Sarkozy, Merkel want carbon tax on imports
The leaders of France and Germany called Friday for the United Nations to support a carbon tax on imports from countries who fail to back international efforts to fight global warming.Paris - The leaders of France and Germany called Friday for the United Nations to support a carbon tax on imports from countries who fail to back international efforts to fight global warming.
French President Nicolas Sarkozy and German Chancellor Angela Merkel wrote to UN Secretary General Ban Ki-moon arguing that states that fail to back a deal at a climate summit in Copenhagen in December should be held accountable.
"It would be unacceptable for the efforts of the most ambitious countries to be undermined by the carbon emissions released by lack of or insufficient action by other countries," reads the letter released by the French presidency.
"For that reason, it should be possible to put in place appropriate adjustment measures targeting the countries that do not implement or fail to support this accord," they wrote.
The two leaders also pleaded for the creation of a world environmental agency, with as a first step the emergence of new institutions that would "encourage the emergence of a body of international environmental law."
The 7-18 December meeting under the UN Framework Convention on Climate Change (UNFCCC) aims to set down action for tackling heat-trapping carbon emissions beyond 2012, when the provisions of the Kyoto Protocol run out.
Representatives of the world's 17 biggest carbon polluters kicked off a week of high-stakes talks on climate change Thursday with a discussion aimed at bridging differences ahead of the Copenhagen talks.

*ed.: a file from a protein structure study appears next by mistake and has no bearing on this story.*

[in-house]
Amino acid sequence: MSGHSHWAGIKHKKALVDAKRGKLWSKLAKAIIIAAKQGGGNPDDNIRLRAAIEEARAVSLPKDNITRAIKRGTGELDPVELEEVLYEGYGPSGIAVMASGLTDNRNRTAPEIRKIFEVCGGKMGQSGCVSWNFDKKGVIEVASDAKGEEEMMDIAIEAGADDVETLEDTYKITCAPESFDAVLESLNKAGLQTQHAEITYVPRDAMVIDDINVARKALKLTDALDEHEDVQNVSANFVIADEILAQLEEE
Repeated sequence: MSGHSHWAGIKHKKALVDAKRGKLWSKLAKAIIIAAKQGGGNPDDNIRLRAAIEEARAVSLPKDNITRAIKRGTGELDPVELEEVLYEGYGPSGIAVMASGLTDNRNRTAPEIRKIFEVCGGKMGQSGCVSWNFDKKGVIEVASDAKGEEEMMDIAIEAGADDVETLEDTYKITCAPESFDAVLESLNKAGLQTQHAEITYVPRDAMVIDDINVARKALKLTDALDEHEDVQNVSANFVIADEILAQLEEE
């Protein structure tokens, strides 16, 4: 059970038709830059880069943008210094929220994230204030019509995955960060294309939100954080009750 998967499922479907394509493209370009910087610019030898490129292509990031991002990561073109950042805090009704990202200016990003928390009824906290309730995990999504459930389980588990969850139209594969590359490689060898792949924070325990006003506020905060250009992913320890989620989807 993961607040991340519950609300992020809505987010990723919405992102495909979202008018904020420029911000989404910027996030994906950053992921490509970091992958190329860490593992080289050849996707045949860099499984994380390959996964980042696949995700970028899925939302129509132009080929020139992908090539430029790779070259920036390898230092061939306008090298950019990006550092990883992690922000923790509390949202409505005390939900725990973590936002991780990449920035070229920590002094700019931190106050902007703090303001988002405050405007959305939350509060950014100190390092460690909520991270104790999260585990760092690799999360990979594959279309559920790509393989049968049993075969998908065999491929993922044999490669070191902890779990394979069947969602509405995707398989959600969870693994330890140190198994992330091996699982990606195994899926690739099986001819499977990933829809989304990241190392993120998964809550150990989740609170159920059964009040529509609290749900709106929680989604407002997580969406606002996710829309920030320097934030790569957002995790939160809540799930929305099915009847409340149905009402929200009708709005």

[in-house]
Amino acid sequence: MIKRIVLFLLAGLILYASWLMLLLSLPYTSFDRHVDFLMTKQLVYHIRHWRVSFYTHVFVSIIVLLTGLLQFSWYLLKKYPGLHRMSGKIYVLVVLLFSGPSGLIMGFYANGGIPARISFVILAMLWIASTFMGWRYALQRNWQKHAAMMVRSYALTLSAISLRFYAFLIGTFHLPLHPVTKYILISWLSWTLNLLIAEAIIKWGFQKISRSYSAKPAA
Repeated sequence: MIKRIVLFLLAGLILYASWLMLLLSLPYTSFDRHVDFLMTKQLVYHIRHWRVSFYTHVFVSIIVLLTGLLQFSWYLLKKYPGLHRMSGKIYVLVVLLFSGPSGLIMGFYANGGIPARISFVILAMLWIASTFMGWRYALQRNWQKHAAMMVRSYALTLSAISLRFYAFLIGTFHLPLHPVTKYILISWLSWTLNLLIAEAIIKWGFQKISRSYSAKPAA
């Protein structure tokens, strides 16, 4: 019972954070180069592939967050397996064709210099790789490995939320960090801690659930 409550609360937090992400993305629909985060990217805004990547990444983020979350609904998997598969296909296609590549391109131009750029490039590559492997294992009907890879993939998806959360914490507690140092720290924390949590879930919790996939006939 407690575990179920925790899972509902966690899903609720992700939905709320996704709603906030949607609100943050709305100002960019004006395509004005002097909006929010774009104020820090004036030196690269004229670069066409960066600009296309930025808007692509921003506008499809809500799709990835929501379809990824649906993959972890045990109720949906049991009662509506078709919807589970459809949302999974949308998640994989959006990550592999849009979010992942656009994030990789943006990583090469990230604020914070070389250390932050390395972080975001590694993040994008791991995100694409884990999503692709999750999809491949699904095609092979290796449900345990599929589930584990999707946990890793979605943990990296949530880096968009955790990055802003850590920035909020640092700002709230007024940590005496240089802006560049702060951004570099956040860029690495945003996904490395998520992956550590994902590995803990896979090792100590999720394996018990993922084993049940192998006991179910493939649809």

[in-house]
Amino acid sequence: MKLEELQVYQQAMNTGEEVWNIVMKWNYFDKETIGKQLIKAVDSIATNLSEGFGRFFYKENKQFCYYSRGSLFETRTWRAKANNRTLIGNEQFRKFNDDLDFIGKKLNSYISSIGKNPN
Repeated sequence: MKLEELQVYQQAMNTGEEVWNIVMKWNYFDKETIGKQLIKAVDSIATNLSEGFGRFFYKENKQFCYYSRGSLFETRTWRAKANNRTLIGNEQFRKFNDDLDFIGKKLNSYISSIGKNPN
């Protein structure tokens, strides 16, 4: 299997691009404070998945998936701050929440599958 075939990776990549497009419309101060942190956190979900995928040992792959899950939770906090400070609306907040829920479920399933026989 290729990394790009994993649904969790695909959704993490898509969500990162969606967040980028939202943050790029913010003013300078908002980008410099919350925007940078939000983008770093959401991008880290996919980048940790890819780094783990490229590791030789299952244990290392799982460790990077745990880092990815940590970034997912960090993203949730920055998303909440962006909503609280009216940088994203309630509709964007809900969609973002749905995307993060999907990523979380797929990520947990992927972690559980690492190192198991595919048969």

Sarkozy, whose government is to introduce a carbon levy on domestic fuel emissions in 2010, has repeatedly argued for a European Union carbon tax on imports from regions with poor environmental standards.
Germany had yet to come out in favour of a carbon tax on imports, which a German minister has warned could be perceived by developing nations as a form of "eco-imperialism."
The European Union prides itself on being at the forefront of the climate fight.
But developing countries such as India and China argue rich countries ought to shoulder the main responsibility for mitigating global warming as they have historically emitted most of the greenhouse gases at the root of the problem.
The French and German leaders said the New York talks should secure "binding and ambitious commitments from developed countries" in line with a Group of Eight target to slash emissions by 80 percent by 2050 compared to 1990 levels.
Developing nations, meanwhile, should pledge to "reduce the growth in emissions compared to current levels" within an agreed timeframe, and to publish "carbon sober growth plans" by 2012.
They also called for world leaders to agree on ways to provide financial and technological support for developing countries in their struggle to rein in carbon dioxide emissions.